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Former White House doc denies allegations, says scathing IG report is result of his support for Trump

Back in 2018, reports surfaced that the White House physician, a now-retired one-star admiral representing Texas in the House of Representatives, had crashed a government vehicle while drunk. The Defense Department inspector general investigation that followed dropped on Tuesday, presenting a much broader picture of misconduct.

The report, spurred by a dozen IG hotline complaints in spring 2018 after his nomination for VA secretary, found that Republican Rep. Ronny Jackson, who had also served in the Obama and George W. Bush administrations, presided over a toxic command climate at the White House Medical Unit and drank alcohol while on duty during official, international travel, but not that he ever damaged government property in doing so.

“We concluded that [Rear Adm.] Jackson’s overall course of conduct toward subordinates disparaged, belittled, bullied, and humiliated them, and fostered a negative work environment by failing to treat subordinates with dignity and respect,” according to a Tuesday DoD IG statement. “We also concluded that [Rear Adm.] Jackson failed to conduct himself in an exemplary manner in his treatment of subordinates throughout his tenure at WHMU. His treatment of subordinates created a negative work environment that witnesses said made an unfavorable impact on the overall command climate.”

That included Jackson knocking on a female subordinate’s hotel room door in the middle of the night and drunkenly declaring, “I need you,” according to the report.

The investigation also found that Jackson took the prescription sleep aid Ambien during long-haul international trips during which he was responsible for responding to medical emergencies, but could not find any formal White House policy that prevented its use.

“While the WHMO policy memorandum required [Rear Adm.] Jackson to notify his supervisor in advance of taking Ambien, we did not ascertain if he provided such a notification,” according to the release.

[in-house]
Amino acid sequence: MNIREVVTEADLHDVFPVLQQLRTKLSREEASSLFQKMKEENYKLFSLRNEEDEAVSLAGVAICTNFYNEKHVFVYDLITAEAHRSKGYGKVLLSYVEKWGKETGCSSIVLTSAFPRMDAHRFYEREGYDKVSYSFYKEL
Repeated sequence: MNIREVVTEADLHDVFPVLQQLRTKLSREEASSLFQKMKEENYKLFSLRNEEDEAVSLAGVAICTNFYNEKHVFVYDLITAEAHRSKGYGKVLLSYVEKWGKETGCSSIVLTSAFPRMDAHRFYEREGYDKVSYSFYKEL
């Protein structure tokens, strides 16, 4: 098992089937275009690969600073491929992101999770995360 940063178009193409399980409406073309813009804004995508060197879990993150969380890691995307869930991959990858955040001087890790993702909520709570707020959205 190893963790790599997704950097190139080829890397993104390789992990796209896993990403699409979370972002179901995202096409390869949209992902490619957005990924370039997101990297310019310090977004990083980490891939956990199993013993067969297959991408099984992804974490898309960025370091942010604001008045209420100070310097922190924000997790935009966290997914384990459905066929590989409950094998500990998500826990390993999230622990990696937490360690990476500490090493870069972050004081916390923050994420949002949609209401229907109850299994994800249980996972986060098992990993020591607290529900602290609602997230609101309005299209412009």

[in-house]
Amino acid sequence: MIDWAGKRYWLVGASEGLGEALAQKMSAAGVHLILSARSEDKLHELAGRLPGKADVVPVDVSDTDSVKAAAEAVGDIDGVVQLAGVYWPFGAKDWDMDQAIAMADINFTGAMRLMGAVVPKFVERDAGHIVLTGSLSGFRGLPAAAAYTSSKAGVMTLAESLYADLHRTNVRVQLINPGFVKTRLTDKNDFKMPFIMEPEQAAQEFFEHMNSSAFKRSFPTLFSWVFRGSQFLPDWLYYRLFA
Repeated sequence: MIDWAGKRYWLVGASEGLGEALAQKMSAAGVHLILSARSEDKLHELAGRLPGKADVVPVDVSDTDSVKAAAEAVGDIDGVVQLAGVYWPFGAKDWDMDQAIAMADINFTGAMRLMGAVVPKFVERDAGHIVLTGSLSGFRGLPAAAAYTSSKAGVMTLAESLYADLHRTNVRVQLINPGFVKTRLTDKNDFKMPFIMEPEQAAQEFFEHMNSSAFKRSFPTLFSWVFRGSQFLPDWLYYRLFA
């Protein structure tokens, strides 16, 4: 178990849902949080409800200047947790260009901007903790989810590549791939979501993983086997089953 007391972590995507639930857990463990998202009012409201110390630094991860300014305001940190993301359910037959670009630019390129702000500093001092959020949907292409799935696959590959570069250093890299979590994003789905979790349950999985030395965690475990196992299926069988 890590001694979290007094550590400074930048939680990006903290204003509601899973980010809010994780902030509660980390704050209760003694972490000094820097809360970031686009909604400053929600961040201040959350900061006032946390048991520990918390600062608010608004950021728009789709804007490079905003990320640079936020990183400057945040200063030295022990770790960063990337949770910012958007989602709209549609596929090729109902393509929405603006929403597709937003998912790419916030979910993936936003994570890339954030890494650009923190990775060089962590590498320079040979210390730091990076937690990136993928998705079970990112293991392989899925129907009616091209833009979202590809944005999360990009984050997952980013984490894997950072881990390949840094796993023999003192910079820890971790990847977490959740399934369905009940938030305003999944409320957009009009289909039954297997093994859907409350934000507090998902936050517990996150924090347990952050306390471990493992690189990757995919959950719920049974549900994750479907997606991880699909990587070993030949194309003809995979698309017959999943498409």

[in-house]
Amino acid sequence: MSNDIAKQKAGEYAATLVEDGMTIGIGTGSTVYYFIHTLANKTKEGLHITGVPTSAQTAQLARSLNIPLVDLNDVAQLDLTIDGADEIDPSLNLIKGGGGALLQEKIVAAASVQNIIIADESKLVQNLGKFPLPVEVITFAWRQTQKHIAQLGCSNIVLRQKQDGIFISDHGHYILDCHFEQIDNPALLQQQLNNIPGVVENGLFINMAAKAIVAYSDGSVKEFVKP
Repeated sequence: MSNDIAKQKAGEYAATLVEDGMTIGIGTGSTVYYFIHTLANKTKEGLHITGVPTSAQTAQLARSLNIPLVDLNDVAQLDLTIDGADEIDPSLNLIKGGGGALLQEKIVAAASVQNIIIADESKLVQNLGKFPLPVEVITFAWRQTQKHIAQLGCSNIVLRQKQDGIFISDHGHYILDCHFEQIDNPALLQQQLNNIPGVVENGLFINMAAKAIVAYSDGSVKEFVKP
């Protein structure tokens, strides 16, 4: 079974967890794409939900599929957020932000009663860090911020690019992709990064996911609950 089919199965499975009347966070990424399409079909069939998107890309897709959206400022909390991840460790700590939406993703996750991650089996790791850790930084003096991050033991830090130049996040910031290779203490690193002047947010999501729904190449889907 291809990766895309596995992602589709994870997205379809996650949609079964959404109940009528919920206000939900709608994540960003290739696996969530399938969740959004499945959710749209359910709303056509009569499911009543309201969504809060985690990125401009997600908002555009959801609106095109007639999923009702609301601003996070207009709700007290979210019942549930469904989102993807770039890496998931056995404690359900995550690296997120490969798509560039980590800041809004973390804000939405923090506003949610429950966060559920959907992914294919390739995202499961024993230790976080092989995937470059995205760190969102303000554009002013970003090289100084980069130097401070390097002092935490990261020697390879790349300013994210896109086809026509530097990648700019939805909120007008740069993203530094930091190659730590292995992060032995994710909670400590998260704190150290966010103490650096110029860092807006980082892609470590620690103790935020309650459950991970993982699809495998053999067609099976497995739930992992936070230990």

Jackson is refuting all of the allegations, accusing Democrats of resurrecting old Obama-era rumors “because I have refused to turn my back on President Trump.”

His press secretary, Casey Nelson, provided Military Times with a “fact sheet,” pointing out that then-President Barack Obama promoted him to rear admiral in 2016 following the alleged alcohol incidents, calling those who reported him in 2018 “disgruntled subordinates.”

The IG interviewed 60 White House employees, 56 of whom said they were the target of or were aware of Jackson “yelling, screaming, cursing or belittling subordinates.”

“They told us that [Rear Adm.] Jackson would have quick bursts of anger, was prone to cursing, would call subordinates names, had an explosive temper, and established a workplace of fear and intimidation,” according to the report. “The witnesses described how [Rear Adm.] Jackson’s behavior had a negative effect that permeated throughout the unit, telling us that nurses were stressed, doctors felt demoralized, and that the unit had the worst command climate they had ever experienced.

In the document his press secretary provided, Jackson lamented that he has not has been afforded “due process,” though an IG investigation is not a legal proceeding, as well as the opportunity to face his accusers ― a step that is purposely not part of the IG process, in order to protect whistleblowers.

“I’m proud of the work environment I fostered under three different presidents of both parties; I take my professional responsibility with respect to prescription drug practices seriously; and I flat out reject any allegation that I consumed alcohol while on duty,” Jackson said in a statement. “I also categorically deny any implication that I was in any way sexually inappropriate at work, outside of work, or anywhere with any member of my staff or anyone else. That is not me and what is alleged did not happen.”

Jackson declined to respond to the IG’s findings before it finalized its report. Its recommendations call for the Navy secretary to take “appropriate action” against Jackson, which could involve recalling him to active duty to face charges.

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